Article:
Strange Oysters & Other Summer Mushrooms (New Video!)

Greetings!

First, I want to say “thank you!” to every person who has attended one of my foraging programs this year.  One of the best parts of traveling to new areas is meeting and spending time with an incredible number of wonderful people who are thrilled to learn new plants and mushrooms.  I’ve had a blast so far this year hopping around different states and I certainly don’t plan on stopping any time soon!

As a reminder, I’ll be participating in the West Virginia Mushroom Foray from July 19th through the 21st at Blackwater Falls State Park in Davis, West Virginia.  While my Friday morning walk has already filled to max capacity, I’ll be offering a presentation on Saturday for all participants.

Additional instructors this year include such notable authors as Arleen Bessette, Walt Sturgeon, and John Plischke III.

You can learn more about the event by clicking here!

And now on to this week’s brand new video!

Fungally speaking, summer is off to a fruitful start. The ample rains and warmer temperatures have been very conducive to fungal activity here in the Northeast, and if similar conditions persist, 2019 could be a banner year for many summer mushroom species.

While on a recent walk through a local wooded area, I encountered quite an array of mushrooms — some edible, some not so edible, but all fascinating in their own right.

One species in particular caught my eye because of its close resemblance to oyster mushrooms, and upon closer inspection, its true identity was revealed to me.

Have you ever seen a mushroom that looks like this?  Would you consider it to be an oyster mushroom or something else?

Check out the new video to learn more!

Amongst thunderstorms, cloudy skies, and rainbows, this beautiful mushroom contributes significantly to the array of phenomena that characterize the early summer season. Few mushrooms are as photogenic as this one, and if you’d like to learn who this unique fungus is, check out the recent Instagram post!

Thanks for reading and watching, and as always, thank you for your support!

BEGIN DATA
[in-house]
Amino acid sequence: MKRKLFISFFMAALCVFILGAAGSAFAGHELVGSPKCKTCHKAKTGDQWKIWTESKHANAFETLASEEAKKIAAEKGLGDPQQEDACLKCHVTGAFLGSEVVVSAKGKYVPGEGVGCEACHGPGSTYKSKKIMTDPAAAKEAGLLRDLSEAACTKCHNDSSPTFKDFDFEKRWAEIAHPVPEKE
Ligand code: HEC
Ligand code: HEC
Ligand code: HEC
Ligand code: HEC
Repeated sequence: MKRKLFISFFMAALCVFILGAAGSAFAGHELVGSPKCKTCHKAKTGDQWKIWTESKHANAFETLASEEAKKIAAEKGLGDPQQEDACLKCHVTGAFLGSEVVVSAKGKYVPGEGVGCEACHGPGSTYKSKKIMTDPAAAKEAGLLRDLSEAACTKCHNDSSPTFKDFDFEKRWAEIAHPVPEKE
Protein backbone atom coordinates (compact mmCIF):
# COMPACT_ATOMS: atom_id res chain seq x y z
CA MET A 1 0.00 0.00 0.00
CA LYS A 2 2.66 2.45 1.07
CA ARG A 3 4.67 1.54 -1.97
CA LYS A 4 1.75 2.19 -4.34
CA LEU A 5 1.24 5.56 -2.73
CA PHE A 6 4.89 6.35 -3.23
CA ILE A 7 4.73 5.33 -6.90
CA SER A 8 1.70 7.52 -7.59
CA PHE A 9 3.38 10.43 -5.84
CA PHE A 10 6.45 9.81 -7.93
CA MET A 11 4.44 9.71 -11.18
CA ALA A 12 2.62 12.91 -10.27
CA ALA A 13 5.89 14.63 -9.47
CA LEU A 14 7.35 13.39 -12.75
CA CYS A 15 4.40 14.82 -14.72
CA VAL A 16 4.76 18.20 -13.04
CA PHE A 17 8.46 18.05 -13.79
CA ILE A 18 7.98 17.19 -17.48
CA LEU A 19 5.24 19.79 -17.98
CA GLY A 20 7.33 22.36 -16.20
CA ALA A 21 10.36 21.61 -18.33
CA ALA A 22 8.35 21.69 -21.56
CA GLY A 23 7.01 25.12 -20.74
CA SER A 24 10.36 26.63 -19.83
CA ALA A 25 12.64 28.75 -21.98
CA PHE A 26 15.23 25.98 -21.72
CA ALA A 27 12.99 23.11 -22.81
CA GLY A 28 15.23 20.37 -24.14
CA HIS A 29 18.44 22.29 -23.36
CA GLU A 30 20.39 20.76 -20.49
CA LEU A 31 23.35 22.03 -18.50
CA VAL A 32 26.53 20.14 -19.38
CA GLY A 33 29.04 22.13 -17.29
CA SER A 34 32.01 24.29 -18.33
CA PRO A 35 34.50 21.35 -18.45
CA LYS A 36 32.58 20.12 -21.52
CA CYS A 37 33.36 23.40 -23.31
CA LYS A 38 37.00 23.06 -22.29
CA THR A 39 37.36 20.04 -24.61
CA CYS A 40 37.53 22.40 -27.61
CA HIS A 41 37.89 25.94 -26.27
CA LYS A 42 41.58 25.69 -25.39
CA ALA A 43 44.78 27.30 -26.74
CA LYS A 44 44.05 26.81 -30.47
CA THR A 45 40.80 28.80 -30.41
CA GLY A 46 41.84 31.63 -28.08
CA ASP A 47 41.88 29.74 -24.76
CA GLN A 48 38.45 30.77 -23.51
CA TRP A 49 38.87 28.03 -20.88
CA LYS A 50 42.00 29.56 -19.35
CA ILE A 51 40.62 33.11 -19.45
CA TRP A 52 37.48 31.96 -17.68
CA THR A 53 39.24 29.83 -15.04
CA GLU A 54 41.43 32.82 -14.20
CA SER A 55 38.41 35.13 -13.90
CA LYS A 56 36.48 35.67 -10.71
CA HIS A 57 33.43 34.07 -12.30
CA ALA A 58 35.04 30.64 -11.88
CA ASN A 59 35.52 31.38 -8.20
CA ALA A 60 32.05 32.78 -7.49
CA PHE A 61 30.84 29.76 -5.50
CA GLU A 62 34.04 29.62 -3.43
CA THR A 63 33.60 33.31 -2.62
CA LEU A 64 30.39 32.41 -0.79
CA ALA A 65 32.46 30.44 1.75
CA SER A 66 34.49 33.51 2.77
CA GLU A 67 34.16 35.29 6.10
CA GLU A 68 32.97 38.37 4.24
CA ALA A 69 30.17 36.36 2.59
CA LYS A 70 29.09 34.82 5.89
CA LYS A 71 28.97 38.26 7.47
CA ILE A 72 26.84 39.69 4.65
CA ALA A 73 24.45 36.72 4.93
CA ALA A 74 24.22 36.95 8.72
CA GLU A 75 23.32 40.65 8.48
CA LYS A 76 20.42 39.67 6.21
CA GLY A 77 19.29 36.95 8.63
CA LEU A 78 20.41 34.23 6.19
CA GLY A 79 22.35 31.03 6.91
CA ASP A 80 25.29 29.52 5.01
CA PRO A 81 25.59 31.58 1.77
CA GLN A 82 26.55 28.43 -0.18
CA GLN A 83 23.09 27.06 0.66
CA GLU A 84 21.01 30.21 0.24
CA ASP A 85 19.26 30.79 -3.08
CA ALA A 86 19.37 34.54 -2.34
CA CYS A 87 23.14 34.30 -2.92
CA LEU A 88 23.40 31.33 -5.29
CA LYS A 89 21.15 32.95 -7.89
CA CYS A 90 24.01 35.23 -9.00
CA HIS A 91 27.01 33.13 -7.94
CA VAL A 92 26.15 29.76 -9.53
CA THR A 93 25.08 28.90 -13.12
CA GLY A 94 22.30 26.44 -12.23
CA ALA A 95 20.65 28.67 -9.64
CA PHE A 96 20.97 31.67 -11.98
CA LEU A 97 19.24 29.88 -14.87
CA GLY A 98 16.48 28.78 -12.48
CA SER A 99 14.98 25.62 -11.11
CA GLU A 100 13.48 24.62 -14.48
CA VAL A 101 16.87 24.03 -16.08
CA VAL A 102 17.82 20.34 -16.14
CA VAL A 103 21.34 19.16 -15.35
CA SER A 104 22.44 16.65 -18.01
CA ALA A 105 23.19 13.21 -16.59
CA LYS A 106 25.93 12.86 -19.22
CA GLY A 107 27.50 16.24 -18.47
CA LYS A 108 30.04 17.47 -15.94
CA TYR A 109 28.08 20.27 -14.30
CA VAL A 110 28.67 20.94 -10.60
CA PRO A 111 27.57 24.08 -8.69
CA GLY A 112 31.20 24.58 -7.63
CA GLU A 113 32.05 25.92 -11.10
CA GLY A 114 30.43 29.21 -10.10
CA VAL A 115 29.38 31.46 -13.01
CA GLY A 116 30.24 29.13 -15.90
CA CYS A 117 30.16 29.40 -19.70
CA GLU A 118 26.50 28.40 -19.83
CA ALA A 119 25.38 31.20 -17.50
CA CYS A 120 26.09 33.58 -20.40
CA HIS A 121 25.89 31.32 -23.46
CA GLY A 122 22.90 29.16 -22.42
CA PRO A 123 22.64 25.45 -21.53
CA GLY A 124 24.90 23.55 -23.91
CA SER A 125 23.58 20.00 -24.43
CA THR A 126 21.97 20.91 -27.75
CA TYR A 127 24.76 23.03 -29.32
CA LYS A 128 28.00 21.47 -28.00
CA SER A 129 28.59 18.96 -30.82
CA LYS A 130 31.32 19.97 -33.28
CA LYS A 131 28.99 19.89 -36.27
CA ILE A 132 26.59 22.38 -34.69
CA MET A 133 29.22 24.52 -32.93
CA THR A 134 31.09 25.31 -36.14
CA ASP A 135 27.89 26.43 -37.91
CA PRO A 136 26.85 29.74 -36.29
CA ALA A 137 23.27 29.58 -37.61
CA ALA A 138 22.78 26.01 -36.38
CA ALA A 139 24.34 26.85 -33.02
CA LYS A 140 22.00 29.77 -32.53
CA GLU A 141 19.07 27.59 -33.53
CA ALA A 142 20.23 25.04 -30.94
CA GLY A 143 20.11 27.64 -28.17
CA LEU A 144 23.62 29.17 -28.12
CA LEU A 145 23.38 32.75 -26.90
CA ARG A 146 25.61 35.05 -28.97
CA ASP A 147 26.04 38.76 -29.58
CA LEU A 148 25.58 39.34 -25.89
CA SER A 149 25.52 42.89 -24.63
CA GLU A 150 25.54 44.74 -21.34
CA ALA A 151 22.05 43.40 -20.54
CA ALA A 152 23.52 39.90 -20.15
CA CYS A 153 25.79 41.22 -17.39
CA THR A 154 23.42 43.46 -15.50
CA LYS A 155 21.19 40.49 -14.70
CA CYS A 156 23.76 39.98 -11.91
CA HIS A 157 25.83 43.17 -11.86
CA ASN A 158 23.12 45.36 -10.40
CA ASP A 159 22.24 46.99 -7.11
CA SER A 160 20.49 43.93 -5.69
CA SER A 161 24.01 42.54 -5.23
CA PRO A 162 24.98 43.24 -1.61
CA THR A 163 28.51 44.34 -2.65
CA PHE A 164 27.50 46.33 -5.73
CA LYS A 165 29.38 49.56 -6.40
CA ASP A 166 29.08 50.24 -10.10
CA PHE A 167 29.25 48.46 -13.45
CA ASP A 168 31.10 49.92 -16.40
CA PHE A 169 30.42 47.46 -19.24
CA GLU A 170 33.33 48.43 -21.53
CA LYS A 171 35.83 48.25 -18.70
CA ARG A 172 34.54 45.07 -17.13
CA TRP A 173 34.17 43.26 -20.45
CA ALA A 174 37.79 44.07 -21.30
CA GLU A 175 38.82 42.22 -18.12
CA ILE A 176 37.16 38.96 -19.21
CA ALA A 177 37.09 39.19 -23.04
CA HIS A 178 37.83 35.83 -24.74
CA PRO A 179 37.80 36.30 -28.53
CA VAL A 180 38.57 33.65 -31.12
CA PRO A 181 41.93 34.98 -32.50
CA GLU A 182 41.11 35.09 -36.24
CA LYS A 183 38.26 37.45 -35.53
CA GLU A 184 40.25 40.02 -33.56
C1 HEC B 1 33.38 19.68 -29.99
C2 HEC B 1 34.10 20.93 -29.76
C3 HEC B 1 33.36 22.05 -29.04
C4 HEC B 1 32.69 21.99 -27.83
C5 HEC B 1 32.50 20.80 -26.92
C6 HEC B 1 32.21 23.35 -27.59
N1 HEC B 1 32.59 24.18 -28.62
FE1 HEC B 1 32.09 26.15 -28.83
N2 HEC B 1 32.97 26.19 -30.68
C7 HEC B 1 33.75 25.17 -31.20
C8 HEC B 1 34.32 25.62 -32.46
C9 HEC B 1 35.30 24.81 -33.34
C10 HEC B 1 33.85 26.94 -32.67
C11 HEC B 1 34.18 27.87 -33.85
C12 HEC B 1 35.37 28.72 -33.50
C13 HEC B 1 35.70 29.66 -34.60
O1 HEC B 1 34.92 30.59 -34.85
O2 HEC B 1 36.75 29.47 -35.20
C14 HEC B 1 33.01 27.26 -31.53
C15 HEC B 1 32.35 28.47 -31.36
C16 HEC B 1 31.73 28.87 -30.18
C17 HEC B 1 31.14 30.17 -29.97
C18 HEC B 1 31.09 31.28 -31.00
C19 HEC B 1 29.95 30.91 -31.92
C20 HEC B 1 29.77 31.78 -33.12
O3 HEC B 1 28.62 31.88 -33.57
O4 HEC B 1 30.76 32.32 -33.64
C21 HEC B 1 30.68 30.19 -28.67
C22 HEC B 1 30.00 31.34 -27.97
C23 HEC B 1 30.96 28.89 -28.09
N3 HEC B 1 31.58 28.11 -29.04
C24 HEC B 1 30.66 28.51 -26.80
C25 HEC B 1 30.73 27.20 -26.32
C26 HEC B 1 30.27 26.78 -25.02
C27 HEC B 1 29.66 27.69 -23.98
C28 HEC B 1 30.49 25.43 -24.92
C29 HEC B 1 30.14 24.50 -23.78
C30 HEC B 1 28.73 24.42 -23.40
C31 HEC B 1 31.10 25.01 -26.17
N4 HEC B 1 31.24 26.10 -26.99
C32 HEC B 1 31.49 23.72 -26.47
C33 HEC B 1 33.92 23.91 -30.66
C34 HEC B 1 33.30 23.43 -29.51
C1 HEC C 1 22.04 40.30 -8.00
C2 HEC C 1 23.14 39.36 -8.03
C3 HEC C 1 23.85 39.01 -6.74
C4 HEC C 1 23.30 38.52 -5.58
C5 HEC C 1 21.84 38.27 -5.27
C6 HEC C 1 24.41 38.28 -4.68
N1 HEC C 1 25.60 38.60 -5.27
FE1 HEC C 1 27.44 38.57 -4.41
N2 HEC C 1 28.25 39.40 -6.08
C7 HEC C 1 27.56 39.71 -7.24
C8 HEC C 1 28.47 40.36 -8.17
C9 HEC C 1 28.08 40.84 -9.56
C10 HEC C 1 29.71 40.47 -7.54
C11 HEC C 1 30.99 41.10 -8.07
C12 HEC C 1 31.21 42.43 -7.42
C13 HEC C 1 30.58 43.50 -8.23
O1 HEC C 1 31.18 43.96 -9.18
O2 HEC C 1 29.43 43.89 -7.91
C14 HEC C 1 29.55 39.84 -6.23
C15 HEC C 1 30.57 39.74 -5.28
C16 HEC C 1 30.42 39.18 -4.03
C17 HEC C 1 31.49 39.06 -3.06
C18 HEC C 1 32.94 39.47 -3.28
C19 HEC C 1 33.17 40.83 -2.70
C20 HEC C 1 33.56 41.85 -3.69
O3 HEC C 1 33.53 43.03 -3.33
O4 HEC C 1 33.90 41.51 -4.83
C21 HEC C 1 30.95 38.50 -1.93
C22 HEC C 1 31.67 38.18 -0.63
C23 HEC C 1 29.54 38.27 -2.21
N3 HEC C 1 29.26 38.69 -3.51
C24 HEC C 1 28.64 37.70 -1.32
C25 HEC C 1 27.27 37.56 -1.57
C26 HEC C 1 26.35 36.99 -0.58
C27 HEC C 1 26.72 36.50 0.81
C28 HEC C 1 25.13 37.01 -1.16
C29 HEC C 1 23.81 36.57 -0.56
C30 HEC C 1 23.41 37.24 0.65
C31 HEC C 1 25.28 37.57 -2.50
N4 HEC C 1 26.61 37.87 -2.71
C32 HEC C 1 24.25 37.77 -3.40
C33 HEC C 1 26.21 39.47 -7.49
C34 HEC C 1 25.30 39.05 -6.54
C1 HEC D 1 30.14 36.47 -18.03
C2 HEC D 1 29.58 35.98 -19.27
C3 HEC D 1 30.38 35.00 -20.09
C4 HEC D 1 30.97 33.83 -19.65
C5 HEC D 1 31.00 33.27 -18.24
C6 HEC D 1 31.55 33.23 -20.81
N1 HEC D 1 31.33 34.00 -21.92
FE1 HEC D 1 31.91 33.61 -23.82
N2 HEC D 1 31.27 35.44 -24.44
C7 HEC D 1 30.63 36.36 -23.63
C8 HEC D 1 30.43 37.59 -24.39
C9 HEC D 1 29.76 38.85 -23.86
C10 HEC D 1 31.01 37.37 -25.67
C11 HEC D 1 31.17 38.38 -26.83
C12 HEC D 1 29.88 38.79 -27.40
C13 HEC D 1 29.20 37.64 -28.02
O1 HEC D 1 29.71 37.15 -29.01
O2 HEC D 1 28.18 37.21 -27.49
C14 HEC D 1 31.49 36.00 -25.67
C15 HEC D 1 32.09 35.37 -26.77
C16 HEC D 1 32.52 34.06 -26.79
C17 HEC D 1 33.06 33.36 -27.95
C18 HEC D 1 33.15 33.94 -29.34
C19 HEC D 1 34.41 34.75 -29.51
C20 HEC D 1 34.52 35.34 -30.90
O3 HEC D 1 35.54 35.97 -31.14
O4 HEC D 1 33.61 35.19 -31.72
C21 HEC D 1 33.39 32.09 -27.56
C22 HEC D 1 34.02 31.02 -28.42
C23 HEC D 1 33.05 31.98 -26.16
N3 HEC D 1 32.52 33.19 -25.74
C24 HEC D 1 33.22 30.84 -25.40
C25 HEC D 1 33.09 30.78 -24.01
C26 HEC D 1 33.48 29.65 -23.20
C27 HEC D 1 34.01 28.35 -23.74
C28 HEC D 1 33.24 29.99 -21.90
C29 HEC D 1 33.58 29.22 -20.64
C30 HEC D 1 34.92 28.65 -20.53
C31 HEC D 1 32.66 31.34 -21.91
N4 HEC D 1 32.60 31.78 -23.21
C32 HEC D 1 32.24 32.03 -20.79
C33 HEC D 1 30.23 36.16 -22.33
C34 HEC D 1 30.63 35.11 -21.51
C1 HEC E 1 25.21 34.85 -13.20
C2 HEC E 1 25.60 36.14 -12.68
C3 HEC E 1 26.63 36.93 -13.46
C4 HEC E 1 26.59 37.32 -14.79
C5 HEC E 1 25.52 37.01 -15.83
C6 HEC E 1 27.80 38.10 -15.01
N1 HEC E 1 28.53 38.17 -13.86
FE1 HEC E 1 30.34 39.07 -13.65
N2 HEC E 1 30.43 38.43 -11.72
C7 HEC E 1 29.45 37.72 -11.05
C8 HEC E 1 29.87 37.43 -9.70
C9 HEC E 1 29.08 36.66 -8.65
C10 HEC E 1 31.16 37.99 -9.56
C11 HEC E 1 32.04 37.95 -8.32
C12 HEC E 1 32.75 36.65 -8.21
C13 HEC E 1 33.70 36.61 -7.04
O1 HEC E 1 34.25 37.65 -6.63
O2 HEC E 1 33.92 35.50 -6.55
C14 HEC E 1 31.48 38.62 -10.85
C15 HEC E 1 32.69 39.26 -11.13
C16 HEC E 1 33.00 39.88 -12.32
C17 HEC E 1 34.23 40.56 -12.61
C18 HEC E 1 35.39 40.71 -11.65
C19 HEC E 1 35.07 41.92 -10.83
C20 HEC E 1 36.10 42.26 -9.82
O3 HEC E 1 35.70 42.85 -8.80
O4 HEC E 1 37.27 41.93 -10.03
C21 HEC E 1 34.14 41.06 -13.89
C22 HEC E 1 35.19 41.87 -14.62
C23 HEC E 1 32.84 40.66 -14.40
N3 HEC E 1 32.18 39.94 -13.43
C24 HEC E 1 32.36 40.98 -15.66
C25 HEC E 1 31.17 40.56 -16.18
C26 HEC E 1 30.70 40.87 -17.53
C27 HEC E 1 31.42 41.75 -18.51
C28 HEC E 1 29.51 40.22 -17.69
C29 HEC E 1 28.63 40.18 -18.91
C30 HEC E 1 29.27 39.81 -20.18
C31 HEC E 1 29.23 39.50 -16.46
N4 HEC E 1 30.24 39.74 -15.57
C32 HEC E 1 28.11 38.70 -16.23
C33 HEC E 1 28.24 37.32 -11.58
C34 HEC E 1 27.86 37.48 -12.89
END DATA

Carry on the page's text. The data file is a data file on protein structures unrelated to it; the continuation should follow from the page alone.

-Adam Haritan

And The Award For June’s Most Bizarre Fungus Goes To…

Greetings!

Before I share a brand new video with you, I wanted to let you know that I’ll be presenting and leading a foraging walk at the annual West Virginia Mushroom Foray.

This upcoming event will take place from July 19th through the 21st at the beautiful Blackwater Falls State Park in Davis, West Virginia, and the lineup of instructors this year includes such notable mycophiles as Arleen Bessette, Walt Sturgeon, and John Plischke III.

You can learn more about the event by clicking here!

And now on to this week’s brand new video!

It’s not every day that you get to see a fungus that appears once every 17 years in your neck of the woods.  Such is the case with a fungal species that targets periodical cicadas.

Over the past few weeks, periodical cicadas have been emerging in parts of western Pennsylvania, eastern Ohio, and the northern panhandle of West Virginia.  Associated with the appearance of these cicadas is an incredibly fascinating fungus that destroys the genitals and alters the behaviors of these ephemeral insects.

Needless to say, this pathogenic species is highly deserving of the title “June’s Most Bizarre Fungus,” and if you’re interested in learning more about its relationship with our beloved cicadas, check out the brand new video!

Thanks for reading and watching… and as always, thank you for your support!

-Adam Haritan

Wine Cap Mushroom Cultivation: Wood Chips, Garden Beds, Recipes, and More

The Druid's Garden

How many times have you seen your neighbors getting tree work done or had tree work done yourself? The landscape company often comes with the big wood chipper and truck and then, after cutting up the wood, hauls that beautiful pile of chips off to some unknown location. Last year, our electric company came through and was doing tree work along our driveway and road to prune and cut trees too close to the power lines. We asked them to dump the wood chips on our property, and they were happy to do so. A lot of times, companies have to pay or go far out of their way to dump wood chips, and they see them as a “waste”; they will almost always dump them for free if you ask!  But a pile of wood chips are harldy a waste–they can offer you multiple yields over a period of…

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What’s Not To Love About These Wild Plants?

Greetings!

Before I share a brand new video with you, I wanted to let you know that I’ll be leading several mushroom programs at the Great Lakes Forager’s Gathering in southern Michigan from June 20th to June 23rd… and I’d love to see you there!

The Great Lakes Forager’s Gathering is the largest annual gathering of wild food enthusiasts in the Great Lakes region and features a variety of classes covering foraging, cooking with wild foods, and other traditional skills.  The lineup of instructors this year is quite impressive, featuring such notable teachers as Samuel Thayer and Jim McDonald.

You can learn more about the event by clicking here.

And now on to this week’s brand new video!